Poster Presentation COSA-IPOS Joint Scientific Meeting 2012

Geographic remoteness, area-level socioeconomic disadvantage and breast cancer: a multilevel study (#761)

Peter D Baade 1 2 3 , Paramita Dasgupta 1 , Gavin Turrell 2 , Joanne F Aitken 1 2 3
  1. Cancer Council Queensland, Fortitude Valley, QLD, Australia
  2. Queensland University of Technology, Brisbane, QLD, Australia
  3. Griffith University, Gold Coast, Queensland, Australia

Aims: Although significant geographical variations in both breast cancer stage and survival have been reported, few studies have analysed the independent contribution of area- and individual-level factors to these variations. Here we describe the relationship that geographic remoteness and area disadvantage have on stage at diagnosis and survival after diagnosis with invasive breast cancer while controlling for individual-level characteristics.

Methods: Multilevel logistic regression and Markov chain Monte Carlo simulations were used to analyze 18,568 breast cancer cases extracted from the Queensland Cancer Registry for women aged 30 to 70 years diagnosed between 1997 and 2006 from 478 Statistical Local Areas. Maximum follow-up was to 31 December, 2007.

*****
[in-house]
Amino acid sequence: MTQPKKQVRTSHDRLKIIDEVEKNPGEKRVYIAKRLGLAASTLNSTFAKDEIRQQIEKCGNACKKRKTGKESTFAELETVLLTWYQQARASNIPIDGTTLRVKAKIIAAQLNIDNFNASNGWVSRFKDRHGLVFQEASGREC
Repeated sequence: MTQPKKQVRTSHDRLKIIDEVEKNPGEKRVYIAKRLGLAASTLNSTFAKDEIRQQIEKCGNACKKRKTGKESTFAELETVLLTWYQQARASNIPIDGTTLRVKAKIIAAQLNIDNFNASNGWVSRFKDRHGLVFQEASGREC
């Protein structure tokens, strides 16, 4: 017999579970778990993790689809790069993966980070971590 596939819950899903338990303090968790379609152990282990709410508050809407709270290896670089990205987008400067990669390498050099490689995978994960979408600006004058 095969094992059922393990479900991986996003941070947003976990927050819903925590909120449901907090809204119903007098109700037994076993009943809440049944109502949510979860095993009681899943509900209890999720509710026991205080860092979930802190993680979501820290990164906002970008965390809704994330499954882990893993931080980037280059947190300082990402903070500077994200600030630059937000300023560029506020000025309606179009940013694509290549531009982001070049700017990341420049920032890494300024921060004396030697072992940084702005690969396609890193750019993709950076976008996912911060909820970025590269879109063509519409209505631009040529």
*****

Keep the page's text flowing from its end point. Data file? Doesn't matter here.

Results: Independently of individual-level factors, women living in the most disadvantaged areas had an increased risk of being diagnosed with advanced disease (OR 1.21, 95% CI 1.07-1.37, p=0.002) and poorer survival (OR 1.23, 1.27, 1.30, 1.37 for Quintiles 4, 3, 2 and 1 respectively, p=0.032) compared to women from least disadvantaged area (Quintile 5). After full adjustment, women from outer regional (OR 1.13, 95% CI 1.02-1.24) or most disadvantaged areas (OR 1.16, 95% CI 1.02-1.32) had significantly higher (p<0.001) risks of advanced disease. However geographic remoteness was not associated with lower survival (p=0.366) after multivariate adjustment. There was also no evidence that the impact of area-level disadvantage varied by geographic remoteness. At the individual level, being Indigenous and having blue collar occupations were important predictors of advanced disease and poorer survival.

Conclusions: Both a woman’s risk of being diagnosed with advanced disease and her survival after invasive breast cancer depend on where she lives, independently of her individual characteristics. The underlying reasons for these inequalities must be identified and barriers to early diagnosis of breast cancer addressed to reduce existing inequalities in breast cancer survival